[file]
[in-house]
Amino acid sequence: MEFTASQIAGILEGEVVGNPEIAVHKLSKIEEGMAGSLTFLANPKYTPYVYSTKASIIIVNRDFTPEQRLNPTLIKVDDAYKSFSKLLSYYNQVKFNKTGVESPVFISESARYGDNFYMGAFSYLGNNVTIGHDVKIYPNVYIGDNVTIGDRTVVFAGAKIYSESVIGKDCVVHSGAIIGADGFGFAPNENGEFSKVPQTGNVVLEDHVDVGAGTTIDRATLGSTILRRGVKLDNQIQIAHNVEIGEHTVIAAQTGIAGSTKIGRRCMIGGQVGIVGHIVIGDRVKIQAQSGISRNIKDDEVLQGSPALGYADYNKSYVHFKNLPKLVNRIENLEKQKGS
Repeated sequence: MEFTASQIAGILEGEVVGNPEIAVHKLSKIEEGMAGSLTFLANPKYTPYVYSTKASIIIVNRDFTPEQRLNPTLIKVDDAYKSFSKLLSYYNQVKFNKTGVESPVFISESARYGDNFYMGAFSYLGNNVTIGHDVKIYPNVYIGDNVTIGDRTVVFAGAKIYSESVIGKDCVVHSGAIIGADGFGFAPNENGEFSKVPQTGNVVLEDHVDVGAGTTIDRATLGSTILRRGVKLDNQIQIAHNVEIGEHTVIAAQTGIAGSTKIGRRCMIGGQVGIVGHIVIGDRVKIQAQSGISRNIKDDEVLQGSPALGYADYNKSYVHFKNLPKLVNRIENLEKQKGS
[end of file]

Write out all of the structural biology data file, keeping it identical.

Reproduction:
[in-house]
Amino acid sequence: MEFTASQIAGILEGEVVGNPEIAVHKLSKIEEGMAGSLTFLANPKYTPYVYSTKASIIIVNRDFTPEQRLNPTLIKVDDAYKSFSKLLSYYNQVKFNKTGVESPVFISESARYGDNFYMGAFSYLGNNVTIGHDVKIYPNVYIGDNVTIGDRTVVFAGAKIYSESVIGKDCVVHSGAIIGADGFGFAPNENGEFSKVPQTGNVVLEDHVDVGAGTTIDRATLGSTILRRGVKLDNQIQIAHNVEIGEHTVIAAQTGIAGSTKIGRRCMIGGQVGIVGHIVIGDRVKIQAQSGISRNIKDDEVLQGSPALGYADYNKSYVHFKNLPKLVNRIENLEKQKGS
Repeated sequence: MEFTASQIAGILEGEVVGNPEIAVHKLSKIEEGMAGSLTFLANPKYTPYVYSTKASIIIVNRDFTPEQRLNPTLIKVDDAYKSFSKLLSYYNQVKFNKTGVESPVFISESARYGDNFYMGAFSYLGNNVTIGHDVKIYPNVYIGDNVTIGDRTVVFAGAKIYSESVIGKDCVVHSGAIIGADGFGFAPNENGEFSKVPQTGNVVLEDHVDVGAGTTIDRATLGSTILRRGVKLDNQIQIAHNVEIGEHTVIAAQTGIAGSTKIGRRCMIGGQVGIVGHIVIGDRVKIQAQSGISRNIKDDEVLQGSPALGYADYNKSYVHFKNLPKLVNRIENLEKQKGS